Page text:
- Associated Press - Thursday, April 27, 2017

BENSON, Minn. (AP) - A plant in western Minnesota that burns turkey litter for power and was once heralded by politicians could soon be shutting down.

Reed Anfinson, who serves on the city of Benson’s economic development authority, told Minnesota Public Radio (https://bit.ly/2qciTEX ) that 45 employees of Benson Power, formerly known as Fibrominn, were told this week that the plant could close.

Xcel Energy has about a decade left on a contract to buy the power at a premium, but the utility company wants out.

“The costs to rate payers are near $100 million a year, the environmental benefits are minimal, and it just hasn’t worked,” said Rep. Pat Garofalo, R-Farmington, and chairman of the House energy committee.

Company officials said in a statement that biomass power costs up to 10 times more than new wind power.

“As one of the industry leaders in reducing carbon emissions at a low cost to our customers, we want to pursue new and emerging technologies that are cleaner while still providing good economic value for customers,” the statement read.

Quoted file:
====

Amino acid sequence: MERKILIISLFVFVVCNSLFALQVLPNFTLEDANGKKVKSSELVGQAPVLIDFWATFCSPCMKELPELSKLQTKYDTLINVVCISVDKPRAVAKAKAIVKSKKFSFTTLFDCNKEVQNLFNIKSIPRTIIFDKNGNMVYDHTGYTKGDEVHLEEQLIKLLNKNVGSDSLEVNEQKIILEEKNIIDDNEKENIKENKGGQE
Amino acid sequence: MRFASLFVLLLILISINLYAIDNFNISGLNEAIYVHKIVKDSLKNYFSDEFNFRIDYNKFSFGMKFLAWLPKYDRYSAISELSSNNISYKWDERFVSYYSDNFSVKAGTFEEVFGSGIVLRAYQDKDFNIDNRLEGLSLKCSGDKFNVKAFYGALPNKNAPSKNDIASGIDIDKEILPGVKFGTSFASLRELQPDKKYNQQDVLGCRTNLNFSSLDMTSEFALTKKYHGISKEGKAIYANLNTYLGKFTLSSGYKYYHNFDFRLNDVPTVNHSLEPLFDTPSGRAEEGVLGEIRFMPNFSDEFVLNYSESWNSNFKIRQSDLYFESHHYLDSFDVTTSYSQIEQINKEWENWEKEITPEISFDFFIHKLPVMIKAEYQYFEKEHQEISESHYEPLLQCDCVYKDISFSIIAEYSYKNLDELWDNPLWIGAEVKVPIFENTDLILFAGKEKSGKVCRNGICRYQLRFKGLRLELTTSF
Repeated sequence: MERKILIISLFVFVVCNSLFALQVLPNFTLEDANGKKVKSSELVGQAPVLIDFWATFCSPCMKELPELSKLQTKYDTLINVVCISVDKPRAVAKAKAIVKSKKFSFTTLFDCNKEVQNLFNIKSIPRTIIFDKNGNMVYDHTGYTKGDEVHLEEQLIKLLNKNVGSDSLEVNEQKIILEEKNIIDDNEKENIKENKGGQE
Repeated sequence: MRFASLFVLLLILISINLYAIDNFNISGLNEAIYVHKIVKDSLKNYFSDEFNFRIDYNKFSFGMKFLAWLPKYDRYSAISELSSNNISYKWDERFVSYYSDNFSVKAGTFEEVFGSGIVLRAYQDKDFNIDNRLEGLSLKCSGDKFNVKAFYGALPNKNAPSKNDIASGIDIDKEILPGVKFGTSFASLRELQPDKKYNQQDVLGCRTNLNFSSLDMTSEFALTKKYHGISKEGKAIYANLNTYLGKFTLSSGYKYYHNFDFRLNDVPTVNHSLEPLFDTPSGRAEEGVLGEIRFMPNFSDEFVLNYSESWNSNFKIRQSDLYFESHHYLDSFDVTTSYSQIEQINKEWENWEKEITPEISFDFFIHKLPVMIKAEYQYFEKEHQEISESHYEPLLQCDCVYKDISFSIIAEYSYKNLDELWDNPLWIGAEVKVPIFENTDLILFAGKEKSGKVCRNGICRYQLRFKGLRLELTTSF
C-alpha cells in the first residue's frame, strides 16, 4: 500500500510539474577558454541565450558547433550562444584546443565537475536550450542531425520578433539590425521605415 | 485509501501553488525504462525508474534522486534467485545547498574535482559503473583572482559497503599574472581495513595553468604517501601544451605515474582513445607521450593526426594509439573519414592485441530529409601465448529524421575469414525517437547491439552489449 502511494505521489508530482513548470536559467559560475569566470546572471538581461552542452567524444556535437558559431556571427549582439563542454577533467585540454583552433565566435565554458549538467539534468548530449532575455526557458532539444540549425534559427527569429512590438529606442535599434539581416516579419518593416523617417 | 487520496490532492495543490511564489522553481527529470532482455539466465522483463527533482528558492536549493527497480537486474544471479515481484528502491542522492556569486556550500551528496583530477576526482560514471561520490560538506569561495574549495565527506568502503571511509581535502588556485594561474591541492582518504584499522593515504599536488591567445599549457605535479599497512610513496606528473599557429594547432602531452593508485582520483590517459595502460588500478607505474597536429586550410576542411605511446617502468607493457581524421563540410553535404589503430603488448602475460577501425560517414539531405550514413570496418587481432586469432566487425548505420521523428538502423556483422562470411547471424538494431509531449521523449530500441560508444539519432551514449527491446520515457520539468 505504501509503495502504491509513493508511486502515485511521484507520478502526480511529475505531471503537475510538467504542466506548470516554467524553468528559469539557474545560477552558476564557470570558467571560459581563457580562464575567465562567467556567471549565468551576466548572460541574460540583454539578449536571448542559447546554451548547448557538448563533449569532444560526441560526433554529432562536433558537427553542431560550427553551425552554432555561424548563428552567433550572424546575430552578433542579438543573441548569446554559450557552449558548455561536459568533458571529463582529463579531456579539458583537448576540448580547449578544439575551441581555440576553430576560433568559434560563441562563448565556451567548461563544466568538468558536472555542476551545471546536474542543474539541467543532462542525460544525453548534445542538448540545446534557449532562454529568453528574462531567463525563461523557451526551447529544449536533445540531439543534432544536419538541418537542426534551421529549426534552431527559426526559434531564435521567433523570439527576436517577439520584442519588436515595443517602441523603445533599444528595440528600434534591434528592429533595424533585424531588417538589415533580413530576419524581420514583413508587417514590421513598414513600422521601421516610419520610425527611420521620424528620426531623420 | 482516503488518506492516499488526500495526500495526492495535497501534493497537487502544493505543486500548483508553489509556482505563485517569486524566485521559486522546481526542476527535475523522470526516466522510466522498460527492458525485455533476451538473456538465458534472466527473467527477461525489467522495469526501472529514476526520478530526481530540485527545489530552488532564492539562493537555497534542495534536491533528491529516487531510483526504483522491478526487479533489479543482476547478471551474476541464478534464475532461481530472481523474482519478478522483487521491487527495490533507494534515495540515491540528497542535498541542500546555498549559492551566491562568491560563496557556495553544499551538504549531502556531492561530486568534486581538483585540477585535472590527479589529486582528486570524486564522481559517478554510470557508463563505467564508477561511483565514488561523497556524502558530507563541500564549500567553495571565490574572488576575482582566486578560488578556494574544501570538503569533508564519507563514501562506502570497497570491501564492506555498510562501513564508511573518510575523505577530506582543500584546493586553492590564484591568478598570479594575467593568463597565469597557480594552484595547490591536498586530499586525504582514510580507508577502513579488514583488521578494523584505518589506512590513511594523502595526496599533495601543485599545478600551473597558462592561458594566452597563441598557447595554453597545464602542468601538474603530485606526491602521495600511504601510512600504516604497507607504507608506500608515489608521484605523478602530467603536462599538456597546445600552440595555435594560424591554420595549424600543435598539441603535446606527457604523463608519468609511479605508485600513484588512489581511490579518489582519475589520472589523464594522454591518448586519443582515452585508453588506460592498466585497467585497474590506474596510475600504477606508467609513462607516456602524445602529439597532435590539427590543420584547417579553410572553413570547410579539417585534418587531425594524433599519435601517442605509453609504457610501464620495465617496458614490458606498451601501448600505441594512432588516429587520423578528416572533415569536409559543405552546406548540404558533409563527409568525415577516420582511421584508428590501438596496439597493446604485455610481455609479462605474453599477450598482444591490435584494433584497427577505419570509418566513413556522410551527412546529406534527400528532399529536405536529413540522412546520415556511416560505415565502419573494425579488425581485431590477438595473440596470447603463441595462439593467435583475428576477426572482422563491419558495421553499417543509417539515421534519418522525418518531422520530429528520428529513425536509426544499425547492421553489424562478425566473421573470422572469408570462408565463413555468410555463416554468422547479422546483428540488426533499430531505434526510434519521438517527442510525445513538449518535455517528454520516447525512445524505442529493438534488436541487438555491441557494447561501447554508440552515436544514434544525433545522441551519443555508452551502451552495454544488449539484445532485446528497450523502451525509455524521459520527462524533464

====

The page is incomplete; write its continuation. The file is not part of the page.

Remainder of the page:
In the 1990s, Xcel Energy sought permission to store radioactive waste in above-ground dry cask storage at its plant in Red Wing. The deal struck at the Legislature included a requirement that the company generate or purchase 125 megawatts of biomass energy.

For the past decade, the plant has created work for turkey farmers and truckers who deliver biomass to the plant. Anfinson, who is also owner and publisher of the Swift County Monitor-News, said the plant accounts for a quarter of the city’s current property tax revenues.

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Information from: Minnesota Public Radio News, https://www.mprnews.org

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